Pablo Lacerda Silva, PhD Student, University of British Columbia
Pablo is a petrophysicist with background in geology and seven years of experience in the petroleum industry, currently a Ph.D. candidate at the University of British Columbia, researching geochemical and reservoir properties of source-rock reservoirs. He joined Chevron in 2008 after obtaining a BSc. degree in Geology at the University of Vale do Rio dos Sinos in southern Brazil. He worked as a geologist in the development of the Frade deep-water oil field, offshore Brazil for three years, while based in Rio de Janeiro. As a development geologist, he was involved in well planning, seismic interpretation, design of data acquisition programs, wellsite geology and basic well log interpretation of Oligo-Miocene unconsolidated sandstone turbidite reservoirs.
In 2011 he was recommended for a corporate-sponsored petrophysics competency development assignment at the Chevron headquarters in San Ramon, California. This two-year assignment involved attending classes developed and delivered by subject matter experts on all well log technologies and the main laboratory petrophysical measurements, as well as working on a variety of formation evaluation projects from Chevron's portfolio around the world. He obtained his MSc. degree in Geology in 2013 on the stratigraphy and facies of the deep-water deposits of the Frade field. Upon completion of his training as a petrophysicist, he took on the position of lead petrophysicist for Chevron in Brazil, from 2013 to 2015. His responsibilities included performing log analysis for Chevron's two development projects and exploration opportunities in Brazil, as well as co-designing and coordinating a pioneer core analysis program of an overburden shale core, in order to understand the causes of an overburden geomechanical failure and prevent future incidents. Since the fall of 2015 he is pursuing higher education in the field of source-rock reservoirs, as a Ph.D. student at the University of British Columbia, Canada.
Project: Petroleum System Analysis of the Triassic Doig Formation, Western Canada Sedimentary Basin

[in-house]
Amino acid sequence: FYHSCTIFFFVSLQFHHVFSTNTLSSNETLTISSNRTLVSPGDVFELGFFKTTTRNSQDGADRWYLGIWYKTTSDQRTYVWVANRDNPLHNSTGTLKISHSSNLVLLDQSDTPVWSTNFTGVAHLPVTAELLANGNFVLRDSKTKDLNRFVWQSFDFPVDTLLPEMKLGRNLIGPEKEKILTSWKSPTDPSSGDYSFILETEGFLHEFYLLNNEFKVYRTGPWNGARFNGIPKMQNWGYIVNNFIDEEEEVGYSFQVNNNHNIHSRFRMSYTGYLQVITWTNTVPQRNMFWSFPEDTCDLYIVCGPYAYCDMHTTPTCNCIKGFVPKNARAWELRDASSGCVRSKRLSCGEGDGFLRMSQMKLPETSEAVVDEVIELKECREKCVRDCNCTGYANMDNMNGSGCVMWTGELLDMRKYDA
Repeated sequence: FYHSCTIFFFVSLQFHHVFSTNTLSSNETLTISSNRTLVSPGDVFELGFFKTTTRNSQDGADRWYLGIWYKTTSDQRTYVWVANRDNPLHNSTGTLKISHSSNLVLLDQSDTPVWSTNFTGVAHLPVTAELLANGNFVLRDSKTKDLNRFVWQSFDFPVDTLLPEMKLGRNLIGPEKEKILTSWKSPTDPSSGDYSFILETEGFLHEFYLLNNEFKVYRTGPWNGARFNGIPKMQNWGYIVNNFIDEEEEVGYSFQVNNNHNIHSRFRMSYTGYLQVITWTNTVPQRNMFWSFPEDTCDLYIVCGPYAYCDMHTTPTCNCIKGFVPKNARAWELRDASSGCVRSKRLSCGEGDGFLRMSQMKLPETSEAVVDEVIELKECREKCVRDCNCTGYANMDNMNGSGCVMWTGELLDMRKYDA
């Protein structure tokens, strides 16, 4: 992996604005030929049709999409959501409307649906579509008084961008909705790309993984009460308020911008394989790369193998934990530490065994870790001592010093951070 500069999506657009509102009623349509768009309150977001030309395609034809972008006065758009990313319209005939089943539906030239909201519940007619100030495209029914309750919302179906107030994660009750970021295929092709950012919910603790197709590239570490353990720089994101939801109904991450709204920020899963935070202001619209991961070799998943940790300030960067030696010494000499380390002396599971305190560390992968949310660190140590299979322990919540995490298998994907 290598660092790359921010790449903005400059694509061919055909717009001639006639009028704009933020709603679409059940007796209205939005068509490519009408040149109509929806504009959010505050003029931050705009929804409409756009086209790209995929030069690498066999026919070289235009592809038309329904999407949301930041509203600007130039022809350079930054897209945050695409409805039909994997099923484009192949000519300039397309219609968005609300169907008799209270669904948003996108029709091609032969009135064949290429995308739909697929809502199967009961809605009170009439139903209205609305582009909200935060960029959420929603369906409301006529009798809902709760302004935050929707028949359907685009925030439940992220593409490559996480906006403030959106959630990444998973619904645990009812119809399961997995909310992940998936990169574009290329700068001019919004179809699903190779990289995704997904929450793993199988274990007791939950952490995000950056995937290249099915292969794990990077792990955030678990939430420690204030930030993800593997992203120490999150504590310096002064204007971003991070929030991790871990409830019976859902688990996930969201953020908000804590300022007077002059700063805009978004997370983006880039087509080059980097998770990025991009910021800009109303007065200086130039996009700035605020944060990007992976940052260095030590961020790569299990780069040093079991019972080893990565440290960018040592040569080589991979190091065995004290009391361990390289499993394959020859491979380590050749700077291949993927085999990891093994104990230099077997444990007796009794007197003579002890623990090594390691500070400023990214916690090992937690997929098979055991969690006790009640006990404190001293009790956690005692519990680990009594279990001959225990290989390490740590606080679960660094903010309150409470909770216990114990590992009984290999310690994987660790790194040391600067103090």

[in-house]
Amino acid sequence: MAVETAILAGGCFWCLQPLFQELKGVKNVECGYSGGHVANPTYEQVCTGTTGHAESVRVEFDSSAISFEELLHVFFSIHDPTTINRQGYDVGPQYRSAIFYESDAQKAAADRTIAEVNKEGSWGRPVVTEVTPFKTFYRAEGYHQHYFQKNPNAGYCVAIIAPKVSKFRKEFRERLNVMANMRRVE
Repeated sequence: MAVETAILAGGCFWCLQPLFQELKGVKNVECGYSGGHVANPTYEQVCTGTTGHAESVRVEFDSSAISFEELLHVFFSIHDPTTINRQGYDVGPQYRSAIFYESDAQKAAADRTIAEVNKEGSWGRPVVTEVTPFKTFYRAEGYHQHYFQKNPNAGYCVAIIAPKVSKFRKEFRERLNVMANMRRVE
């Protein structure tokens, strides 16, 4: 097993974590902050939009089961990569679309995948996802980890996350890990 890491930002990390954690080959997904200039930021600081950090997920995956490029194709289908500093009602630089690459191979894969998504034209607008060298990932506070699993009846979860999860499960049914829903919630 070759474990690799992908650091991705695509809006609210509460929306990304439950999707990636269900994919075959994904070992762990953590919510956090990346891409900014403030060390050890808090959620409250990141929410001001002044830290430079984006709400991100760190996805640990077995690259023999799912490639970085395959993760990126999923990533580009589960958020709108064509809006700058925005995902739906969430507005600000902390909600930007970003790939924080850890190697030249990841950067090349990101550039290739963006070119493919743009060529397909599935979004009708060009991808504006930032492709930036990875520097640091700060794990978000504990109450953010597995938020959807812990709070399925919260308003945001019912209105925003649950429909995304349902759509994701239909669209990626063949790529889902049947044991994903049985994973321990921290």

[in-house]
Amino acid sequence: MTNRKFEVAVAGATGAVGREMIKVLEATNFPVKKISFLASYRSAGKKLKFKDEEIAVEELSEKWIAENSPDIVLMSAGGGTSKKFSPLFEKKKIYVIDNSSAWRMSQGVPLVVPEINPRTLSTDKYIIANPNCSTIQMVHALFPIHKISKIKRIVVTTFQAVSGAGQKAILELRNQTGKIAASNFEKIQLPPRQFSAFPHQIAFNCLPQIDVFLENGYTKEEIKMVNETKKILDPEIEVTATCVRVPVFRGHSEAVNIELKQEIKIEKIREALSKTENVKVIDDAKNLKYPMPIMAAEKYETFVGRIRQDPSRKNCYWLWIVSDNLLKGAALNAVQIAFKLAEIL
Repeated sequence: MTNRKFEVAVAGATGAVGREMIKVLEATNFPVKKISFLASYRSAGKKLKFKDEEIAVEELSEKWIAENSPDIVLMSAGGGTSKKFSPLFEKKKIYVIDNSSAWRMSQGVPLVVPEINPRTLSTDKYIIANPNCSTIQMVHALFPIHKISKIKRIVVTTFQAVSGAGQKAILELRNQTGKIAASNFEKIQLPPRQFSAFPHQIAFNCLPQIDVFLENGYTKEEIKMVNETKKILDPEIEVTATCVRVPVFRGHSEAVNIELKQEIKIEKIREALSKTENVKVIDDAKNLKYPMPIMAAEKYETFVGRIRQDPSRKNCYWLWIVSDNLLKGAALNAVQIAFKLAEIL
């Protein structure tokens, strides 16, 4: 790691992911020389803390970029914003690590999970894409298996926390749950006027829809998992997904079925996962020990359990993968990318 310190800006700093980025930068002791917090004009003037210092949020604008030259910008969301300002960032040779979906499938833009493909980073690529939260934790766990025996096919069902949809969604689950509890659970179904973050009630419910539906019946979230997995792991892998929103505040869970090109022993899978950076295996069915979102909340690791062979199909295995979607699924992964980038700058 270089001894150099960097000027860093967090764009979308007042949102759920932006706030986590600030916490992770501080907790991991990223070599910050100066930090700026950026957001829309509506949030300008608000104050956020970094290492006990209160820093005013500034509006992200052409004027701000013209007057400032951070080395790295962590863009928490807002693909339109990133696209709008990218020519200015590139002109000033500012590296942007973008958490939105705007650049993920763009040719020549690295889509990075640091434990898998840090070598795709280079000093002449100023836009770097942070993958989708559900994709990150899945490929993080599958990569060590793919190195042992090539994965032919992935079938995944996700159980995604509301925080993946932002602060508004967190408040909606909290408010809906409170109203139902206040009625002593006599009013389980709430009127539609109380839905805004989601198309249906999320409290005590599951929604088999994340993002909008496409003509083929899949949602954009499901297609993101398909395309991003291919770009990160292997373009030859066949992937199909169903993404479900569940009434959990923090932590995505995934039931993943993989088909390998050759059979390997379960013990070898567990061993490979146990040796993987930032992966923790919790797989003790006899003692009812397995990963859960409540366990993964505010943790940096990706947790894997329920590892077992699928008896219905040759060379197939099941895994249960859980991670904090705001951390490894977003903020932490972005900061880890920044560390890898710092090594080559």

The objective of this project is to determine the unconventional hydrocarbon potential of the Doig Formation through a petroleum system analysis. The study will assess the volume, distribution of hydrocarbons generated and retained; the scope also includes mapping the spatial and stratigraphic variability of reservoir and source-rock properties, such as storage capacity, organic matter type and abundance, matrix permeability and elastic properties, as well as defining the geological controls on these properties. The project is divided into three inter-related sections. The first concerns the modeling of the Doig petroleum system on a basin scale with focus on thermogenic hydrocarbon generation and retention. The model will incorporate structural, lithological, geochemical and burial history data in an integrating basin modeling software platform. The second is the evaluation of the source-rock properties of the Doig Formation and involves quantification and mapping of organic matter abundance and type, as well as maturity levels across the basin. The third section's theme is the characterization of the reservoir potential of the Doig Formation in terms of storage capacity, producibility and response to hydraulic stimulation, by investigating and drawing relationships between lithological, geomechanical, reservoir and geochemical properties. Finding correlations between lithofacies, organic facies and reservoir facies will aid the determination of geologic controls on organic richness, petrophysical and geomechanical properties, enhancing the prediction capability for "sweet spots". The basin model will serve as an integration platform between the pore and regional scales. It will be informed by the results from the analytical work, and it will constrain the timing of generation and migration of hydrocarbons in the Doig, as well as provide an estimate of the volume and main phase of hydrocarbon retained as opposed to expelled.
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